1. Joshua 1:8: “This book of the law shall not depart out of thy mouth; but thou shalt meditate therein day and night, that thou mayest observe to do according to all that is written therein: for then thou shalt make thy way prosperous, and then thou shalt have good success.”
2. Genesis 24:63: “And Isaac went out to meditate in the field at the eventide: and he lifted up his eyes, and saw, and, behold, the camels were coming.”
3. Psalm 1:2: “But his delight is in the law of the Lord; and in his law doth he meditate day and night.”
4. Psalm 119: 10-16: “With my whole heart have I sought thee: O let me not wander from thy commandments. Thy word have I hid in mine heart, that I might not sin against thee. Blessed art thou, O Lord: teach me thy statutes. With my lips have I declared all the judgments of thy mouth. I have rejoiced in the way of thy testimonies, as much as in all riches. I will meditate in thy precepts, and have respect unto thy ways. I will delight myself in thy statutes: I will not forget thy word.”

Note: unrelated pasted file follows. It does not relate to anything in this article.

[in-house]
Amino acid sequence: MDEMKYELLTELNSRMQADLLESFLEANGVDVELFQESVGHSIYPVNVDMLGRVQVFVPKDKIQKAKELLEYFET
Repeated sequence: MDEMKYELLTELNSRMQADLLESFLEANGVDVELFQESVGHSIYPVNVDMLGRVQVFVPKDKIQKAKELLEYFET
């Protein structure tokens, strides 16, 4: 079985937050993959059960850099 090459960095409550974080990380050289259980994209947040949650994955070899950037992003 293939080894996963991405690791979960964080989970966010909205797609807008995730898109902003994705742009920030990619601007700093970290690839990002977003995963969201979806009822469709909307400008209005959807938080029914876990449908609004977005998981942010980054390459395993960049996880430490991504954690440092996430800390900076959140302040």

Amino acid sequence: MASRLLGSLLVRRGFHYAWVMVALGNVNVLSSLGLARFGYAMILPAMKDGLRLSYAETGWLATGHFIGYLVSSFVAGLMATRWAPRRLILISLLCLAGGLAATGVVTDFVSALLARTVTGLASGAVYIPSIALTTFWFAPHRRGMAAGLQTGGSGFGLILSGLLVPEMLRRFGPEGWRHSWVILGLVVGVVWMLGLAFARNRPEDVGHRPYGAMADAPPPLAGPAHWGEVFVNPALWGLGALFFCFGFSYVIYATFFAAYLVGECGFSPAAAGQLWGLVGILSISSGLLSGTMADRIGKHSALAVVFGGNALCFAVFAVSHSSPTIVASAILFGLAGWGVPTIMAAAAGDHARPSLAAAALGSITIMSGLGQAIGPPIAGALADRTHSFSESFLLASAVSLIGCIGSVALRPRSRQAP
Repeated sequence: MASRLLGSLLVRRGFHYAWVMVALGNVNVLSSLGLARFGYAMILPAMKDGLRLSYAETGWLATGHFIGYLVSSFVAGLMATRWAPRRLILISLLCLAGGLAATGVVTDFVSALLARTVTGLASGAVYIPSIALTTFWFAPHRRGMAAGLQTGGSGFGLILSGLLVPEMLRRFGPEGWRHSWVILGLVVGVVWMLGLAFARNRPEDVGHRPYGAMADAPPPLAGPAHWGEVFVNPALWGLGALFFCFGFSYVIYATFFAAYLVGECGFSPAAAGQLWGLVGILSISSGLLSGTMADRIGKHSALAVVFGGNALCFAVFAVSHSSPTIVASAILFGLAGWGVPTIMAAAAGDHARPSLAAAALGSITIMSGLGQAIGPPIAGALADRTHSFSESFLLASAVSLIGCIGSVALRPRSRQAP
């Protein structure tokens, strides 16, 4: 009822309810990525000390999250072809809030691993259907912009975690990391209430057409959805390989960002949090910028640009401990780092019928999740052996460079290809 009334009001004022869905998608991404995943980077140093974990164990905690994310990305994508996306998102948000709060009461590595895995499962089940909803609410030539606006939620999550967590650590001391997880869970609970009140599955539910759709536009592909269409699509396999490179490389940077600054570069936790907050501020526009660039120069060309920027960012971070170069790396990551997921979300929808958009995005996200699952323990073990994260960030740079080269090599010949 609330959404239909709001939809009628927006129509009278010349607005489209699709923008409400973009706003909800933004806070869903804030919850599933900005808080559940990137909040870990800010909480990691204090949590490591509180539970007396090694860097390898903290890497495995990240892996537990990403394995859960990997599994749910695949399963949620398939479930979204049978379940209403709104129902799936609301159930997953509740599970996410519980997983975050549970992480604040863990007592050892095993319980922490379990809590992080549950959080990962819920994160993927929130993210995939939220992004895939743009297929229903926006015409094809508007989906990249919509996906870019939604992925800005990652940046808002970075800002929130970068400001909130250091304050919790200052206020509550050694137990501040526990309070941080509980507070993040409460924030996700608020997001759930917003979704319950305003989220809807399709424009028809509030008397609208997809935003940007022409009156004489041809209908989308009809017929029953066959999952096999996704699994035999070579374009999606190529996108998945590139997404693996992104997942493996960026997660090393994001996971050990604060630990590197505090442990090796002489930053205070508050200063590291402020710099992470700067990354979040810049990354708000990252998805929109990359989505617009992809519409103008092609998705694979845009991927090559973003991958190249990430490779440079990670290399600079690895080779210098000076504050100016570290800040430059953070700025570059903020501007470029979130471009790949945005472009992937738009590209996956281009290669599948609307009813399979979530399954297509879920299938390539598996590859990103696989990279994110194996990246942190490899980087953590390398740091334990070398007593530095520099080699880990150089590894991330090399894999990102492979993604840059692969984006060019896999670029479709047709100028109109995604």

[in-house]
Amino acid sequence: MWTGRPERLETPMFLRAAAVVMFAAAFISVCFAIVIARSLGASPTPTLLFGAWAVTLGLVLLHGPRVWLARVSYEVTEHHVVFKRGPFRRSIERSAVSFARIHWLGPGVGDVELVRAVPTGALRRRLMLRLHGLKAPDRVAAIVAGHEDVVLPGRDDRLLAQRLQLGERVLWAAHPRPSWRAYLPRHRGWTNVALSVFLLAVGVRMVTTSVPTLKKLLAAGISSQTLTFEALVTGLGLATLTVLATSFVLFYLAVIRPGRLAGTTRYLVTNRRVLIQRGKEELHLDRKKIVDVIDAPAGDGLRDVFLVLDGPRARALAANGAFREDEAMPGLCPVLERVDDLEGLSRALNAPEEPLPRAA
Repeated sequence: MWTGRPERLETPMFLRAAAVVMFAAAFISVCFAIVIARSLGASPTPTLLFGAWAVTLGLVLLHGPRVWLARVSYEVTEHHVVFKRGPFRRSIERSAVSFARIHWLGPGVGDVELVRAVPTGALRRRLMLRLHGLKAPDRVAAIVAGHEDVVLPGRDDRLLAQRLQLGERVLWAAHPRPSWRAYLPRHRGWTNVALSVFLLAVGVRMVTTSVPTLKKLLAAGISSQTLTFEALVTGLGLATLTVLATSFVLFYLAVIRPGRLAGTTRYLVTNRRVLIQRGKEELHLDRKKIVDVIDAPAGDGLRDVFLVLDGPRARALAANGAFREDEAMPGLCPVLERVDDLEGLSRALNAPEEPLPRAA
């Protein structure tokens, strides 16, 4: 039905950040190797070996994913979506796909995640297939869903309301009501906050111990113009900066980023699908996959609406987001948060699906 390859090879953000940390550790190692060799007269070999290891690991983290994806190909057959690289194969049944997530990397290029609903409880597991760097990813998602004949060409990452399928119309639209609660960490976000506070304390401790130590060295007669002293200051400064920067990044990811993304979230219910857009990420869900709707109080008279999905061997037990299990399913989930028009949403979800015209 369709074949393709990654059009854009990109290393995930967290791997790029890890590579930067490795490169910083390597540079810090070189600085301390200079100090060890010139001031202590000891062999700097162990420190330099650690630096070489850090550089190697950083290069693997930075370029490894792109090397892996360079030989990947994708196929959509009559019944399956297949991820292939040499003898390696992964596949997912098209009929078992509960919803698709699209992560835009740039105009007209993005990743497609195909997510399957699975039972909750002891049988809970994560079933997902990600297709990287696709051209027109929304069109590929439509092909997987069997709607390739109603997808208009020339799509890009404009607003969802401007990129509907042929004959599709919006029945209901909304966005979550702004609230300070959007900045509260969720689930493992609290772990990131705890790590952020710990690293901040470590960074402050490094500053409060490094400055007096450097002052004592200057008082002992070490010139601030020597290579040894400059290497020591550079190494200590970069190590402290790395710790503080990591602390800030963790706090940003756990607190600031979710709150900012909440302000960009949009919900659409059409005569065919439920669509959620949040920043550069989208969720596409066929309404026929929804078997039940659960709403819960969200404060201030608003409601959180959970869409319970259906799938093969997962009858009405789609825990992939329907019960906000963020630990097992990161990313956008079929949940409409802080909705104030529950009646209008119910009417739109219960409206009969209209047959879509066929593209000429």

5. 1 Timothy 4:8-16: “For bodily exercise profiteth little: but godliness is profitable unto all things, having promise of the life that now is, and of that which is to come. This is a faithful saying and worthy of all acceptation. For therefore we both labour and suffer reproach, because we trust in the living God, who is the Saviour of all men, specially of those that believe. These things command and teach. Let no man despise thy youth; but be thou an example of the believers, in word, in conversation, in charity, in spirit, in faith, in purity. Till I come, give attendance to reading, to exhortation, to doctrine. Neglect not the gift that is in thee, which was given thee by prophecy, with the laying on of the hands of the presbytery. Meditate upon these things; give thyself wholly to them; that thy profiting may appear to all. Take heed unto thyself, and unto the doctrine; continue in them: for in doing this thou shalt both save thyself, and them that hear thee.”